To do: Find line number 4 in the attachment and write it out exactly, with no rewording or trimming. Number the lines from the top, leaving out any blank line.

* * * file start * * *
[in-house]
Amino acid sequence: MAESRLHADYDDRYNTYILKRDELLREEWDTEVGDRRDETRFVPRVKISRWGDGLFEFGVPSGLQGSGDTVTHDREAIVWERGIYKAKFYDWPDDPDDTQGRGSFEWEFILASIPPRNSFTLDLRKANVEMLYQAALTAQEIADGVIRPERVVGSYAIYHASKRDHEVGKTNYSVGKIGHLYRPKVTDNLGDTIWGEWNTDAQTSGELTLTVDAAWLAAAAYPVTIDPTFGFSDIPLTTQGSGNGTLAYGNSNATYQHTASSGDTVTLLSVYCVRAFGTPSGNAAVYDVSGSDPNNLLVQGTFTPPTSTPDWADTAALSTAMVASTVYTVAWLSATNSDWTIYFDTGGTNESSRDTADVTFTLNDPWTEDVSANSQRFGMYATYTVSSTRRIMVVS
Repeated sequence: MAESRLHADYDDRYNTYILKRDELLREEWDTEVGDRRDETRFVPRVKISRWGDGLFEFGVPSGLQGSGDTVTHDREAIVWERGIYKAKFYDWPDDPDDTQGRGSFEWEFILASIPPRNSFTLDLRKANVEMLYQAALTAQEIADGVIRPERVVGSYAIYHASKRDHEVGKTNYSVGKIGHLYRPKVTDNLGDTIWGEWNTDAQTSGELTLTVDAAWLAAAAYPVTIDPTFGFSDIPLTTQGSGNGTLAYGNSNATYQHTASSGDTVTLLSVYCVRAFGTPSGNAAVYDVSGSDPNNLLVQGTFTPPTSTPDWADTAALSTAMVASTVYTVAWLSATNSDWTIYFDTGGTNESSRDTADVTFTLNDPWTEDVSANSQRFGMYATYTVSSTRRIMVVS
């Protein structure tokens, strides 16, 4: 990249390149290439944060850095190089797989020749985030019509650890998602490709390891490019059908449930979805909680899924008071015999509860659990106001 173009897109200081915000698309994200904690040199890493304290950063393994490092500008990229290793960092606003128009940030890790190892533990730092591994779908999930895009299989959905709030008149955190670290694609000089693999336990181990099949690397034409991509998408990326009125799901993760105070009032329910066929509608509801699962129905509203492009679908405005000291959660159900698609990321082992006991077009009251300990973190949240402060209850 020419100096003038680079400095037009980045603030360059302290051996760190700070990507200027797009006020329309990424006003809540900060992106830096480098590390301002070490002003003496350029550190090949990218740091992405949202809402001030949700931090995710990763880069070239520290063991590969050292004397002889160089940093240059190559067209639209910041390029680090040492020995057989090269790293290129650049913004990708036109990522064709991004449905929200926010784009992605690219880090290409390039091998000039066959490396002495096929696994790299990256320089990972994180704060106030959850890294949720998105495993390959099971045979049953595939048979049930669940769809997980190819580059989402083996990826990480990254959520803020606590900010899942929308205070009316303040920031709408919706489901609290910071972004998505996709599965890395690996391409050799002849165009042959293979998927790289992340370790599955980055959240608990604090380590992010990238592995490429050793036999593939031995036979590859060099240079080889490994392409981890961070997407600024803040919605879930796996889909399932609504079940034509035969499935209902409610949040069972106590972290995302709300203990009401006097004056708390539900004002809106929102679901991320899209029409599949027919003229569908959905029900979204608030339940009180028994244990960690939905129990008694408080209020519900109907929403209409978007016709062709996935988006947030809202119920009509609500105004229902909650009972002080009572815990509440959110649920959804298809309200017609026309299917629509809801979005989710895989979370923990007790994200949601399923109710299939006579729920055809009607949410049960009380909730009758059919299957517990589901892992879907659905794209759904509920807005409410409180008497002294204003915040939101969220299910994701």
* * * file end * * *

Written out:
């Protein structure tokens, strides 16, 4: 990249390149290439944060850095190089797989020749985030019509650890998602490709390891490019059908449930979805909680899924008071015999509860659990106001 173009897109200081915000698309994200904690040199890493304290950063393994490092500008990229290793960092606003128009940030890790190892533990730092591994779908999930895009299989959905709030008149955190670290694609000089693999336990181990099949690397034409991509998408990326009125799901993760105070009032329910066929509608509801699962129905509203492009679908405005000291959660159900698609990321082992006991077009009251300990973190949240402060209850 020419100096003038680079400095037009980045603030360059302290051996760190700070990507200027797009006020329309990424006003809540900060992106830096480098590390301002070490002003003496350029550190090949990218740091992405949202809402001030949700931090995710990763880069070239520290063991590969050292004397002889160089940093240059190559067209639209910041390029680090040492020995057989090269790293290129650049913004990708036109990522064709991004449905929200926010784009992605690219880090290409390039091998000039066959490396002495096929696994790299990256320089990972994180704060106030959850890294949720998105495993390959099971045979049953595939048979049930669940769809997980190819580059989402083996990826990480990254959520803020606590900010899942929308205070009316303040920031709408919706489901609290910071972004998505996709599965890395690996391409050799002849165009042959293979998927790289992340370790599955980055959240608990604090380590992010990238592995490429050793036999593939031995036979590859060099240079080889490994392409981890961070997407600024803040919605879930796996889909399932609504079940034509035969499935209902409610949040069972106590972290995302709300203990009401006097004056708390539900004002809106929102679901991320899209029409599949027919003229569908959905029900979204608030339940009180028994244990960690939905129990008694408080209020519900109907929403209409978007016709062709996935988006947030809202119920009509609500105004229902909650009972002080009572815990509440959110649920959804298809309200017609026309299917629509809801979005989710895989979370923990007790994200949601399923109710299939006579729920055809009607949410049960009380909730009758059919299957517990589901892992879907659905794209759904509920807005409410409180008497002294204003915040939101969220299910994701």